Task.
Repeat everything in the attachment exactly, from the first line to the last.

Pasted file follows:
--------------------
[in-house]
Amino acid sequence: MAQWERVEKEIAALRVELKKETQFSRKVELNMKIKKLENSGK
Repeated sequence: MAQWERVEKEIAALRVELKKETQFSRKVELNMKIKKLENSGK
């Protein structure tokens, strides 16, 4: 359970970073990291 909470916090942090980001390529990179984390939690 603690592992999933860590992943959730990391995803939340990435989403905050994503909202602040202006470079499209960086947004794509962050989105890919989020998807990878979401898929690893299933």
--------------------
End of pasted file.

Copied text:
[in-house]
Amino acid sequence: MAQWERVEKEIAALRVELKKETQFSRKVELNMKIKKLENSGK
Repeated sequence: MAQWERVEKEIAALRVELKKETQFSRKVELNMKIKKLENSGK
């Protein structure tokens, strides 16, 4: 359970970073990291 909470916090942090980001390529990179984390939690 603690592992999933860590992943959730990391995803939340990435989403905050994503909202602040202006470079499209960086947004794509962050989105890919989020998807990878979401898929690893299933």